Multi-line telephone systems

Laptop computers

Desktop computers

10-key calculators


Adobe Systems Adobe Illustrator

Adobe Systems Adobe InDesign

Autodesk AutoCAD Civil 3D

Bentley MicroStation



Deltek Costpoint

All Technologies

Esri ArcGIS

Inventory control system software

Microsoft NetMeeting

Peninsula Software Quicktrack Pro

Plant Clearance Automated Reutilization Screening System PCARSS

Radio frequency identification RFID software

Records management software

Shipping software

Unique Identification UID system databases

Wide Area Workflow WAWF system


Active Listening

Giving full attention to what other people are saying, taking time to understand the points being made, asking questions as appropriate, and not interrupting at inappropriate times.

Reading Comprehension

Understanding written sentences and paragraphs in work related documents.


Communicating effectively in writing as appropriate for the needs of the audience.


Talking to others to convey information effectively.

Critical Thinking

Using logic and reasoning to identify the strengths and weaknesses of alternative solutions, conclusions or approaches to problems.

Judgment and Decision Making

Considering the relative costs and benefits of potential actions to choose the most appropriate one.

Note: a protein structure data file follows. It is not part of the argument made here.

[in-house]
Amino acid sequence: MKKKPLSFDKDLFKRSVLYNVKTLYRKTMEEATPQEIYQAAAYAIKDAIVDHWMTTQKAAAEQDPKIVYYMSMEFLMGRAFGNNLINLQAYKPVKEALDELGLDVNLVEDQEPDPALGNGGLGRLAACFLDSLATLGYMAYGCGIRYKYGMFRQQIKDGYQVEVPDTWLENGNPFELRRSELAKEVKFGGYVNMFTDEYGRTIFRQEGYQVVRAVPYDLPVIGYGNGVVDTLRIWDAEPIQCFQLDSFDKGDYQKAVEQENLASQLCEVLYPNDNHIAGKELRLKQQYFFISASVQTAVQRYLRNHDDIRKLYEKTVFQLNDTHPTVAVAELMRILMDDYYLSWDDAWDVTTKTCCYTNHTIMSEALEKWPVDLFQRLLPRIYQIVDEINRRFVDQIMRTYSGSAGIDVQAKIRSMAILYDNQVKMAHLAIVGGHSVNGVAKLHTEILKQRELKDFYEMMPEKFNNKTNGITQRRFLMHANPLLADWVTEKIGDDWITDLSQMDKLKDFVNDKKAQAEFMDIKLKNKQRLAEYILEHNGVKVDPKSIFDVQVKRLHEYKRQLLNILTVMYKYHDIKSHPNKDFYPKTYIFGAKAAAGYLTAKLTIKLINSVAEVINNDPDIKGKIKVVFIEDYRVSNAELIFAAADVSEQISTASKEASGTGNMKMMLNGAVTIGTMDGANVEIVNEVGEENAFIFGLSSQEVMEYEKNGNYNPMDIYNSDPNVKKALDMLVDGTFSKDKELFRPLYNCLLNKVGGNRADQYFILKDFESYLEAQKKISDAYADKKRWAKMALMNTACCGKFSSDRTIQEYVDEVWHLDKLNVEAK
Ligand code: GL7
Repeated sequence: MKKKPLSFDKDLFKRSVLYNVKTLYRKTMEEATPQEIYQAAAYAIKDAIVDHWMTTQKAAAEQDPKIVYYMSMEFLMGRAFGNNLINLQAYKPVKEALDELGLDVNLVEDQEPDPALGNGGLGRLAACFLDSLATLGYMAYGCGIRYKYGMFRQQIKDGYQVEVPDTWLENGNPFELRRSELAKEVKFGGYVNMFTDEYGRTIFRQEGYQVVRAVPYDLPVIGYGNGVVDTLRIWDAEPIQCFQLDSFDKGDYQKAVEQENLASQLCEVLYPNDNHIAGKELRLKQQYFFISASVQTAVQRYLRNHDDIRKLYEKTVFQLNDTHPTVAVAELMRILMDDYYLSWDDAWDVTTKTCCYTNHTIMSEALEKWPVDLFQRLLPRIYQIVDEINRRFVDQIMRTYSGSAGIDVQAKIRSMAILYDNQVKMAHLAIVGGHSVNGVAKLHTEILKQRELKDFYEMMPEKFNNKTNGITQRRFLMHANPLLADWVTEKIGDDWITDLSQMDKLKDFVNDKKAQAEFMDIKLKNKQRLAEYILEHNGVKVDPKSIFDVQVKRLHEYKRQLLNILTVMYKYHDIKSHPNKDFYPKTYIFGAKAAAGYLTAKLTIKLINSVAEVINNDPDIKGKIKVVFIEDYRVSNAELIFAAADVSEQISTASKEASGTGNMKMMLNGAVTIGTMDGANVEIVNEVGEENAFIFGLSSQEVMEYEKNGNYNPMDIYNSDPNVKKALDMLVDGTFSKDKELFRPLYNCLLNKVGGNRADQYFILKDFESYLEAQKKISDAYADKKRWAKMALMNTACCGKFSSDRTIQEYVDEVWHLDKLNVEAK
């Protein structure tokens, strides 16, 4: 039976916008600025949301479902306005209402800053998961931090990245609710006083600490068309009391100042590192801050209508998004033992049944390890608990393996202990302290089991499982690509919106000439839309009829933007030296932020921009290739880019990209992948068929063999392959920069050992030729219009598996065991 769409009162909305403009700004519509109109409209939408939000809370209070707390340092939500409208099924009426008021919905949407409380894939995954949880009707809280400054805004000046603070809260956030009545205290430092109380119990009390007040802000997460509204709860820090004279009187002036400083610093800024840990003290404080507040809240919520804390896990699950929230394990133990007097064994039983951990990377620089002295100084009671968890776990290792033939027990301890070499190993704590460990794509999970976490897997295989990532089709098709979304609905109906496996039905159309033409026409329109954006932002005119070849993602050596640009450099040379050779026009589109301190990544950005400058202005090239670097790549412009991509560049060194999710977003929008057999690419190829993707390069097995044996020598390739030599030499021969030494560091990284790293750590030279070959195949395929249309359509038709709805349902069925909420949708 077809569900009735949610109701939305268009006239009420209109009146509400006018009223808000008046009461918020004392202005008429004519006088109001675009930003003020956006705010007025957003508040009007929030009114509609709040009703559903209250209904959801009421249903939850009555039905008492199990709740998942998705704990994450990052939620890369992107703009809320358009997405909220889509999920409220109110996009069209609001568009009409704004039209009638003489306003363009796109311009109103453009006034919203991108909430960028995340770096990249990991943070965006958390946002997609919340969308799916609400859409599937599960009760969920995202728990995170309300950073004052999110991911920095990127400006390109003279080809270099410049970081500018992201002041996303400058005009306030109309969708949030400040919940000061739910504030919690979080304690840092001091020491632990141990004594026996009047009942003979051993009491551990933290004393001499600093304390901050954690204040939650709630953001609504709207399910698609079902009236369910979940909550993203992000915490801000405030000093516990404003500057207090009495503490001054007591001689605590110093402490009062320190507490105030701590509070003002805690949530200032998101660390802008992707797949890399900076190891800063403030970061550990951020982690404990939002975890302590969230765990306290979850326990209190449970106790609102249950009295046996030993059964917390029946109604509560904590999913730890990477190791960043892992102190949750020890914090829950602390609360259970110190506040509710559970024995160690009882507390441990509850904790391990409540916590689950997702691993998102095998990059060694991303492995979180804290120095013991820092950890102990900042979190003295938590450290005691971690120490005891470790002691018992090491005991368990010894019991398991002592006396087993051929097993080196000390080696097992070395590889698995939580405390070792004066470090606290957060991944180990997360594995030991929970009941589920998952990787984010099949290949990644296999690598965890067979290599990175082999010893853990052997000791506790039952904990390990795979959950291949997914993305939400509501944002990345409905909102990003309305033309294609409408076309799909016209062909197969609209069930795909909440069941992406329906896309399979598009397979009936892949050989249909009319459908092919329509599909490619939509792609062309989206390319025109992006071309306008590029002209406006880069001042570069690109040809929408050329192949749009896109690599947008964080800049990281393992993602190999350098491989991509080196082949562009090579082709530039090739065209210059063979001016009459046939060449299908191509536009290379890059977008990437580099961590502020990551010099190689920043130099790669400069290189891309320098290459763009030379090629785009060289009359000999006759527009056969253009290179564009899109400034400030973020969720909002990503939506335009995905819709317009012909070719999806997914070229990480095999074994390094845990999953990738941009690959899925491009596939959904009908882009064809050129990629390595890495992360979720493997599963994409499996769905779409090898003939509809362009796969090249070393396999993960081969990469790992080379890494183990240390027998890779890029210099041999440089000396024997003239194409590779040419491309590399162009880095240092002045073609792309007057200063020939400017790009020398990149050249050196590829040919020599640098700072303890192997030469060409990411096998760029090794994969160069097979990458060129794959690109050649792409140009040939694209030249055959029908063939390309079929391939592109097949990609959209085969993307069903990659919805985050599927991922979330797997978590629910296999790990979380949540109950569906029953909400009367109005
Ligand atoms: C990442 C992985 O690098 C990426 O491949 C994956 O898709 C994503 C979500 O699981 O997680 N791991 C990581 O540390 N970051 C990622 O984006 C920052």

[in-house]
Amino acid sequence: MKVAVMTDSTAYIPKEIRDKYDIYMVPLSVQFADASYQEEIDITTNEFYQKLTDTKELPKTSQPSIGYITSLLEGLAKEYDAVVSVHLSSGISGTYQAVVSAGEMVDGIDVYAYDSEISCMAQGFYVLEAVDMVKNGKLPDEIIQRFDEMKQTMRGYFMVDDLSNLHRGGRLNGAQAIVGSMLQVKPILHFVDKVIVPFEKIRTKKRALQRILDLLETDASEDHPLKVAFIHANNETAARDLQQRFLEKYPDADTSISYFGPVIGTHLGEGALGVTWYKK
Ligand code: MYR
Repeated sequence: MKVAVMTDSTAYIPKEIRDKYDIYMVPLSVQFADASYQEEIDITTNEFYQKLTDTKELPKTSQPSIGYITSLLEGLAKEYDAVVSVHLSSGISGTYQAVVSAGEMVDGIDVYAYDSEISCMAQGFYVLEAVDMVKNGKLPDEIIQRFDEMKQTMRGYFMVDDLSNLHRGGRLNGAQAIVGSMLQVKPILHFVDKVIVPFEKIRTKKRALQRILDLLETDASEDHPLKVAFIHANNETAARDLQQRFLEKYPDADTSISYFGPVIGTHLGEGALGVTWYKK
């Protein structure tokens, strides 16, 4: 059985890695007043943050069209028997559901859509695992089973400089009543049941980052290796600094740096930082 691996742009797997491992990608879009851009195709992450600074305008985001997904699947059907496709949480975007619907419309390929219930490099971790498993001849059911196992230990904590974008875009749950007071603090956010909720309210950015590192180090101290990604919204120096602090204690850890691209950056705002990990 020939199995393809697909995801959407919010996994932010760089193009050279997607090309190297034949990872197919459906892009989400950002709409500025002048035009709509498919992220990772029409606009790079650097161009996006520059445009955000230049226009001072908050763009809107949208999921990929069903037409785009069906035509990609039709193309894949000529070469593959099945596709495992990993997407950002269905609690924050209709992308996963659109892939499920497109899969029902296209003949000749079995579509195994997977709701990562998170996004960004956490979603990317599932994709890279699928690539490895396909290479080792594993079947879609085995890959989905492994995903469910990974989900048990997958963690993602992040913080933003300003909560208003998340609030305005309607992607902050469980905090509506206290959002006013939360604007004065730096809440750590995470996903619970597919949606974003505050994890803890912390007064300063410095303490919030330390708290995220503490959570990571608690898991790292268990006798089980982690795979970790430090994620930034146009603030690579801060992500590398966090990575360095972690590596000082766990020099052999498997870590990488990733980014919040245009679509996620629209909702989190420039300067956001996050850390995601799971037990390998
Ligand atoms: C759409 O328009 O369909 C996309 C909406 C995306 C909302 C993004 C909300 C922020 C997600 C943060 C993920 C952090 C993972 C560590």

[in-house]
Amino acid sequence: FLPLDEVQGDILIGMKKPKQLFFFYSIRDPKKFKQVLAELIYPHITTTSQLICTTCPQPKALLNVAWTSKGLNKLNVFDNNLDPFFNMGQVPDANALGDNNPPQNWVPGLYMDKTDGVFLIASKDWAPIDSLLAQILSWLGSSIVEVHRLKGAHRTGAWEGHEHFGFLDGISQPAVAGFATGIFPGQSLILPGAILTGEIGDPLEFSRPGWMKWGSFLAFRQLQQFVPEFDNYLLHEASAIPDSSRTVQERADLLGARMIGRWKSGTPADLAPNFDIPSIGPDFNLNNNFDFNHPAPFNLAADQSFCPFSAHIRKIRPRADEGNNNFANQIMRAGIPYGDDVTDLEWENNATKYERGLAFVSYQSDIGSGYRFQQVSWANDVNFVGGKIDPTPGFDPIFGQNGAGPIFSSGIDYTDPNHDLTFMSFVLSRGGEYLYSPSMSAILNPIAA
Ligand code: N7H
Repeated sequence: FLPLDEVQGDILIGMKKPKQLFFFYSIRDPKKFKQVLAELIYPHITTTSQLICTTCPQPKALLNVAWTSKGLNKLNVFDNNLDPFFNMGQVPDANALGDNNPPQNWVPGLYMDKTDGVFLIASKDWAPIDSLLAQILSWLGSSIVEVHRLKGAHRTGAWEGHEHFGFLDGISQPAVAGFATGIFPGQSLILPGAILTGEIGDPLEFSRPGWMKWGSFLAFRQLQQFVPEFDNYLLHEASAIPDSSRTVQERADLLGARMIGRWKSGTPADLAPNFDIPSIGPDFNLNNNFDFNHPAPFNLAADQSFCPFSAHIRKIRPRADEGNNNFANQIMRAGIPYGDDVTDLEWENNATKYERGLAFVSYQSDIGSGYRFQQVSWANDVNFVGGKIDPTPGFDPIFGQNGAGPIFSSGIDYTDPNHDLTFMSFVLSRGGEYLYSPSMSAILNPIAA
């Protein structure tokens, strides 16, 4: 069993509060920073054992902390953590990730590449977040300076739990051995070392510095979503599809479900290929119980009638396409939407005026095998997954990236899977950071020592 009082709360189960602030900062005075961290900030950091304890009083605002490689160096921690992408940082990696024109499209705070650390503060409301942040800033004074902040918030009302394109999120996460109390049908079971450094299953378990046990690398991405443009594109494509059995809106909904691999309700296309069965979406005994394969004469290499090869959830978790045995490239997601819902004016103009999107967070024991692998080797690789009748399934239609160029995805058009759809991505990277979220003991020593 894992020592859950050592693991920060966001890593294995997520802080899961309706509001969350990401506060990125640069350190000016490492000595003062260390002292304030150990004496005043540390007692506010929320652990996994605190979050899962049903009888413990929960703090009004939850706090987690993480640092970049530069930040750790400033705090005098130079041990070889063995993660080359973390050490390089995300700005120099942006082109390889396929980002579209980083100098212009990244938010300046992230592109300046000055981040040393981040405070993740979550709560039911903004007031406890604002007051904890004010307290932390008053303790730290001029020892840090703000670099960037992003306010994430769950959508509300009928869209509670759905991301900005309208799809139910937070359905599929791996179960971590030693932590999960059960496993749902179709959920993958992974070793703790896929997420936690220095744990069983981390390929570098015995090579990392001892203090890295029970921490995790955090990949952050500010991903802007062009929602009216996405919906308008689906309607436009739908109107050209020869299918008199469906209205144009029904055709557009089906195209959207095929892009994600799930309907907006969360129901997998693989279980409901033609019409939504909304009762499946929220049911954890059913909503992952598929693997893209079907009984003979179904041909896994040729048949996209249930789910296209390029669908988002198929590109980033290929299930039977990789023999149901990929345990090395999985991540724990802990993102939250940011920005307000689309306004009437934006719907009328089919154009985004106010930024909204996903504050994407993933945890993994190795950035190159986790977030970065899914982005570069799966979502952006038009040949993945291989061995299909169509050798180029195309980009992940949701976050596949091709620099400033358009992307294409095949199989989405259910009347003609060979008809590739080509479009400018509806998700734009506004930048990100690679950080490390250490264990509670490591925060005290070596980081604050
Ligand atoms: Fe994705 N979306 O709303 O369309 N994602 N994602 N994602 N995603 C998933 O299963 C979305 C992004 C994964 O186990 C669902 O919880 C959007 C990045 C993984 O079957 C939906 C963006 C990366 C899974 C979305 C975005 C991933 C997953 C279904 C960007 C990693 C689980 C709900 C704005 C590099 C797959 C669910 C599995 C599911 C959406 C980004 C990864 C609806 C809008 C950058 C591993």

Active Learning

Understanding the implications of new information for both current and future problem-solving and decision-making.

Complex Problem Solving

Identifying complex problems and reviewing related information to develop and evaluate options and implement solutions.

Social Perceptiveness

Being aware of others' reactions and understanding why they react as they do.


Adjusting actions in relation to others' actions.

Systems Evaluation

Identifying measures or indicators of system performance and the actions needed to improve or correct performance, relative to the goals of the system.


Monitoring/Assessing performance of yourself, other individuals, or organizations to make improvements or take corrective action.

Systems Analysis

Determining how a system should work and how changes in conditions, operations, and the environment will affect outcomes.


Teaching others how to do something.

Service Orientation

Actively looking for ways to help people.

Quality Control Analysis